In the latest developments, Pakistani army chief informed Commander CENTCOM General Joseph L Votel that the “entire Pakistani nation felt betrayed on [the US] trivialising our decade old cooperation. We won’t ask for restoration of financial assistance but honourable recognition of our contributions,” reiterating the statements across the country. On the other side, Gen Votel valued Pakistan’s role “towards the war on terror and expected that on-going turbulence [between the two countries] remains a temporary phase”. He insisted that the US is “seeking cooperation to tackle Afghan nationals who, according to the US, use Pakistan’s soil against Afghanistan,” as per Pakistan Army’s spokesperson’s official statement on the ice-breaking telephonic-conversation.
Pakistani foreign minister Khawaja Muhammad Asif, in his recent briefing in the Senate and National Assembly, mentioned that the most pressing demand of the US from Pakistan is to take action against Haqqani network, a group of Afghan Taliban allegedly backed and sheltered by Pakistani establishment. In the recent visits of the US Secretary of States Rex Tillerson and Secretary of Defense Jim Mattis to Islamabad at the end of last year were specifically focused on the pressing demands to take action against such militant group operating in Afghanistan using Pakistani soil and targeting American, NATO, Afghan forces and Afghan civilians.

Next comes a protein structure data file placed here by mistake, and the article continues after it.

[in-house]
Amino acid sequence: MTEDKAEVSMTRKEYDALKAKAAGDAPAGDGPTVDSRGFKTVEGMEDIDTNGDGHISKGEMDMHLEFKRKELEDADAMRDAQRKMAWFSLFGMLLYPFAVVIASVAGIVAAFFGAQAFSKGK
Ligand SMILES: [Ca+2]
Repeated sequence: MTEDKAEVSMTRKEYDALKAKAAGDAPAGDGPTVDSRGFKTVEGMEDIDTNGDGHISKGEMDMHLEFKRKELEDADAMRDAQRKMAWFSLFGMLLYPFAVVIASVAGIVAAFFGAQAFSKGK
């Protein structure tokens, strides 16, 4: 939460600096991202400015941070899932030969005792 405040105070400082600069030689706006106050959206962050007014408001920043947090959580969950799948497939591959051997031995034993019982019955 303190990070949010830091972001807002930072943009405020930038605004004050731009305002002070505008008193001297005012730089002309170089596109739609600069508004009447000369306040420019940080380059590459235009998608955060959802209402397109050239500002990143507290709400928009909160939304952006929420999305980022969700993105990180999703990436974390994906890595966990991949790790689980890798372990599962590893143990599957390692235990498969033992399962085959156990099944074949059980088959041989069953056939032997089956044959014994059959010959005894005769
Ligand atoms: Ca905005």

While, after the suspension of security-aid, Pakistan Army spokesperson Major General Asif Ghafoor said in his press talks that they have targeted Haqqani network on different occasions and one should wait for the time to see the impact of these actions.
“Seeing the mistrust and anger on both sides, it seems it will take time and considerable effort to repair it, Raza Rumi, currently America based scholar told Truth Tracker, pressing the need for a serious civilian input on both sides to ease out the situation. He said this is the time for diplomatic engagement and redefining the parameters of an alliance for a win-win situation and having a consensual policy to combat terrorism.
“America wants Pakistan to get it to deliver on America’s principal demand to take action against the Afghan Taliban and Haqqani network. And in this situation the possibility of a serious Pakistan-US discussion on finding a way forward on Afghanistan will dwindle further,” Pak-US expert Moeed Yusuf, however, said.